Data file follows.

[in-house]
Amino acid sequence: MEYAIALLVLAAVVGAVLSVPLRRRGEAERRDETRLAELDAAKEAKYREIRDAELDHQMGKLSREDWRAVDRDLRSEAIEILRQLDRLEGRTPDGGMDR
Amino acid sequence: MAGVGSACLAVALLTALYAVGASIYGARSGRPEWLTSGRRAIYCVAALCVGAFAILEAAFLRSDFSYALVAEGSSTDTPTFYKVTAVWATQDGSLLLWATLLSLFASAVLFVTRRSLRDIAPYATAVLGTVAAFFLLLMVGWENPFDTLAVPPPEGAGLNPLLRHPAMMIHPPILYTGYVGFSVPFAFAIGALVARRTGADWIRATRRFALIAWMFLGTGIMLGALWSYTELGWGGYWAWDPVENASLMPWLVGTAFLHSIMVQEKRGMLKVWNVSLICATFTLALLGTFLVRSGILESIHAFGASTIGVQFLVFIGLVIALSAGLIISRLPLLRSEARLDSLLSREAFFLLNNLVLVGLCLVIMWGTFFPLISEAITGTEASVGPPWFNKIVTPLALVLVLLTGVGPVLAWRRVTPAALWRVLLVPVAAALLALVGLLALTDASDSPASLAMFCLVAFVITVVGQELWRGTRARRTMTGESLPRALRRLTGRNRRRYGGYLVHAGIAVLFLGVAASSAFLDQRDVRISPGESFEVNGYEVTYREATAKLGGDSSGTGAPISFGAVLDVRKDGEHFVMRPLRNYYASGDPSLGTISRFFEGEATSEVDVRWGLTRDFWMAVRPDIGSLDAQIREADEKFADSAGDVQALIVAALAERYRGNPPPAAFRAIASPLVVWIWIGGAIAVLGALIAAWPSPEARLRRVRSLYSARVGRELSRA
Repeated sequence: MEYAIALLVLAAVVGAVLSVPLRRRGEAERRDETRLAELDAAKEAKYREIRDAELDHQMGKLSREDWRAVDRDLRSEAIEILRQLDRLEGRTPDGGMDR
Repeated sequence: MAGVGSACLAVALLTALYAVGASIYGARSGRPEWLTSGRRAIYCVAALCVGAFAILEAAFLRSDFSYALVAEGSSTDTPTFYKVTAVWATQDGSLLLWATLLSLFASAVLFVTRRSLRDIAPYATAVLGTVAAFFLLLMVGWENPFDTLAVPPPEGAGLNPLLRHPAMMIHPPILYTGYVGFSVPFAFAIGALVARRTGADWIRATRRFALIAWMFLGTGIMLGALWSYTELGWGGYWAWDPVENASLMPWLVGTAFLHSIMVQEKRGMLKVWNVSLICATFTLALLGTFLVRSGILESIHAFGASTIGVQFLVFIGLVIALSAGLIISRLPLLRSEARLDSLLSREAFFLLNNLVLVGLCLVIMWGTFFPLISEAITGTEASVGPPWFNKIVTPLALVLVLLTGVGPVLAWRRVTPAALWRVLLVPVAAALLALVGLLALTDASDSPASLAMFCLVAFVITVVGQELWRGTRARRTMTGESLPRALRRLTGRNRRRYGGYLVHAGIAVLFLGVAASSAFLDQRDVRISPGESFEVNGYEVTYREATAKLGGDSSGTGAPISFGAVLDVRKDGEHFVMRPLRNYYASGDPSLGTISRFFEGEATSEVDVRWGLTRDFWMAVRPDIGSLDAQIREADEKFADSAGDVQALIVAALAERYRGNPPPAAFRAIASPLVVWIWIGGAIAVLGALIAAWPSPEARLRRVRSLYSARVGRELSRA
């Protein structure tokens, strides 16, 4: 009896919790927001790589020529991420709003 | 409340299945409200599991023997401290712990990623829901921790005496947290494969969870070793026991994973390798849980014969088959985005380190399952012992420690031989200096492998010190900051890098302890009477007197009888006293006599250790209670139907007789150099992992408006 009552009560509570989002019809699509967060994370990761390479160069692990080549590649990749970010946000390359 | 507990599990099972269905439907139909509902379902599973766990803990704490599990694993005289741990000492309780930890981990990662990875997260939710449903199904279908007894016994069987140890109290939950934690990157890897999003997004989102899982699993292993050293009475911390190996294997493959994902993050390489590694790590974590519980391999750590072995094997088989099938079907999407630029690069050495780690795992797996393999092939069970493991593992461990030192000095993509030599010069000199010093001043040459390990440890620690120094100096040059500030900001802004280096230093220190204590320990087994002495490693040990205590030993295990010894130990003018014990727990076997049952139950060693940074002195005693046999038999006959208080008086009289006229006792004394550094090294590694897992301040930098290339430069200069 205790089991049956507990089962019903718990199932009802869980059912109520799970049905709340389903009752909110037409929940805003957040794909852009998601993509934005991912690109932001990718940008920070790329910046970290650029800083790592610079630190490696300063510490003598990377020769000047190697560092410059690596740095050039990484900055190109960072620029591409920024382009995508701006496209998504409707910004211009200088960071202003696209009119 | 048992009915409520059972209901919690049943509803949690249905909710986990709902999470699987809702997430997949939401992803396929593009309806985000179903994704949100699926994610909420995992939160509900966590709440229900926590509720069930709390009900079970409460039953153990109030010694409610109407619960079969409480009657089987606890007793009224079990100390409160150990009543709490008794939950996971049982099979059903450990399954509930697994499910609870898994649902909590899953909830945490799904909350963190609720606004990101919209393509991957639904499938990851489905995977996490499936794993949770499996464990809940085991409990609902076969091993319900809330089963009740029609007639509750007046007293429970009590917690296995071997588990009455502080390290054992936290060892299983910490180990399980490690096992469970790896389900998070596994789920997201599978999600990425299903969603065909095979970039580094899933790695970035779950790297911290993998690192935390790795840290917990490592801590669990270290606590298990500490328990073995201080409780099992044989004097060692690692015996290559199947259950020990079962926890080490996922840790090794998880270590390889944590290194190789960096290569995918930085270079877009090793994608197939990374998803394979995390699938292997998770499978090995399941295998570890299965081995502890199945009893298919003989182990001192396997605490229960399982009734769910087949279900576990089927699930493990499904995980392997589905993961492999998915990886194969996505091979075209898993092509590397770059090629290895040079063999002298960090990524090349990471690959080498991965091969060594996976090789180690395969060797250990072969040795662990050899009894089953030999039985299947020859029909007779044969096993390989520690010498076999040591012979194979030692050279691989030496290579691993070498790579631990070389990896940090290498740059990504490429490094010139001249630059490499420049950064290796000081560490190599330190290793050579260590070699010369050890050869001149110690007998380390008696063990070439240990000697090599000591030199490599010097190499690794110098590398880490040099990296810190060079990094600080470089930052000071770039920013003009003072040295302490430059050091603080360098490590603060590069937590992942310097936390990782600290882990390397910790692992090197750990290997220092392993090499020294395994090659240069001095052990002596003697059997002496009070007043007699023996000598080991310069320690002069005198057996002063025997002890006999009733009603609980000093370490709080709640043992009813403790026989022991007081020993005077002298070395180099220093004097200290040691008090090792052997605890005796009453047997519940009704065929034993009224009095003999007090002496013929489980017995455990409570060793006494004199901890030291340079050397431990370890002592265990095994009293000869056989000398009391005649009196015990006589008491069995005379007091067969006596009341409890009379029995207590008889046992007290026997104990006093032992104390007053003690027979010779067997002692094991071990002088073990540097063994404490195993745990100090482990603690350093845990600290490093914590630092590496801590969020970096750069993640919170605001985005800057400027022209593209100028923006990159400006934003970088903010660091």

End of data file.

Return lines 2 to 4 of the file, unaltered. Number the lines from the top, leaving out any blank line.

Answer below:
Amino acid sequence: MEYAIALLVLAAVVGAVLSVPLRRRGEAERRDETRLAELDAAKEAKYREIRDAELDHQMGKLSREDWRAVDRDLRSEAIEILRQLDRLEGRTPDGGMDR
Amino acid sequence: MAGVGSACLAVALLTALYAVGASIYGARSGRPEWLTSGRRAIYCVAALCVGAFAILEAAFLRSDFSYALVAEGSSTDTPTFYKVTAVWATQDGSLLLWATLLSLFASAVLFVTRRSLRDIAPYATAVLGTVAAFFLLLMVGWENPFDTLAVPPPEGAGLNPLLRHPAMMIHPPILYTGYVGFSVPFAFAIGALVARRTGADWIRATRRFALIAWMFLGTGIMLGALWSYTELGWGGYWAWDPVENASLMPWLVGTAFLHSIMVQEKRGMLKVWNVSLICATFTLALLGTFLVRSGILESIHAFGASTIGVQFLVFIGLVIALSAGLIISRLPLLRSEARLDSLLSREAFFLLNNLVLVGLCLVIMWGTFFPLISEAITGTEASVGPPWFNKIVTPLALVLVLLTGVGPVLAWRRVTPAALWRVLLVPVAAALLALVGLLALTDASDSPASLAMFCLVAFVITVVGQELWRGTRARRTMTGESLPRALRRLTGRNRRRYGGYLVHAGIAVLFLGVAASSAFLDQRDVRISPGESFEVNGYEVTYREATAKLGGDSSGTGAPISFGAVLDVRKDGEHFVMRPLRNYYASGDPSLGTISRFFEGEATSEVDVRWGLTRDFWMAVRPDIGSLDAQIREADEKFADSAGDVQALIVAALAERYRGNPPPAAFRAIASPLVVWIWIGGAIAVLGALIAAWPSPEARLRRVRSLYSARVGRELSRA
Repeated sequence: MEYAIALLVLAAVVGAVLSVPLRRRGEAERRDETRLAELDAAKEAKYREIRDAELDHQMGKLSREDWRAVDRDLRSEAIEILRQLDRLEGRTPDGGMDR